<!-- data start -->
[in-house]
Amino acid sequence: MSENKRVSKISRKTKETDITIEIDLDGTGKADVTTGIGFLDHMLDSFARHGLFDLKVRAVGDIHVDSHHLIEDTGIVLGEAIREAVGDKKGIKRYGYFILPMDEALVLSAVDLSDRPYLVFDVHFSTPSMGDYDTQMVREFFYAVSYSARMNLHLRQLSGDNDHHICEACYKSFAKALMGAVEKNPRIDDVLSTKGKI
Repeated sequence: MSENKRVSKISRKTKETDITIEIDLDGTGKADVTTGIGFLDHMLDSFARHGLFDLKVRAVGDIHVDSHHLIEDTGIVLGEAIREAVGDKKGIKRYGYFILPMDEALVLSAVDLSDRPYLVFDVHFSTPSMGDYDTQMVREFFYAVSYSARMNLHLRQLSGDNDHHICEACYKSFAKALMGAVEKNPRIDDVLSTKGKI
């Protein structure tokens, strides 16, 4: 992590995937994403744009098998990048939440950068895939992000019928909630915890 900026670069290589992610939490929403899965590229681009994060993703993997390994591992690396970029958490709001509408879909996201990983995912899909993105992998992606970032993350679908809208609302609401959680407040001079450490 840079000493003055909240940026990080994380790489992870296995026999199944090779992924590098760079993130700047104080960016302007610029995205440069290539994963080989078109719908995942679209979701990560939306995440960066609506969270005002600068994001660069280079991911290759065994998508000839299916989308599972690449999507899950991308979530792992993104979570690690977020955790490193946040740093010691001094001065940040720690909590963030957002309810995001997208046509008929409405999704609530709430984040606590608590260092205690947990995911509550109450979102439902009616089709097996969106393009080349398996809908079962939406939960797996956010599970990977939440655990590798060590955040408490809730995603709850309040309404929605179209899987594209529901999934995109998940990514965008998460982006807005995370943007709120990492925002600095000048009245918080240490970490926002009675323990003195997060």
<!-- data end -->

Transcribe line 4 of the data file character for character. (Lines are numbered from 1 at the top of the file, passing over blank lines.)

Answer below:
């Protein structure tokens, strides 16, 4: 992590995937994403744009098998990048939440950068895939992000019928909630915890 900026670069290589992610939490929403899965590229681009994060993703993997390994591992690396970029958490709001509408879909996201990983995912899909993105992998992606970032993350679908809208609302609401959680407040001079450490 840079000493003055909240940026990080994380790489992870296995026999199944090779992924590098760079993130700047104080960016302007610029995205440069290539994963080989078109719908995942679209979701990560939306995440960066609506969270005002600068994001660069280079991911290759065994998508000839299916989308599972690449999507899950991308979530792992993104979570690690977020955790490193946040740093010691001094001065940040720690909590963030957002309810995001997208046509008929409405999704609530709430984040606590608590260092205690947990995911509550109450979102439902009616089709097996969106393009080349398996809908079962939406939960797996956010599970990977939440655990590798060590955040408490809730995603709850309040309404929605179209899987594209529901999934995109998940990514965008998460982006807005995370943007709120990492925002600095000048009245918080240490970490926002009675323990003195997060």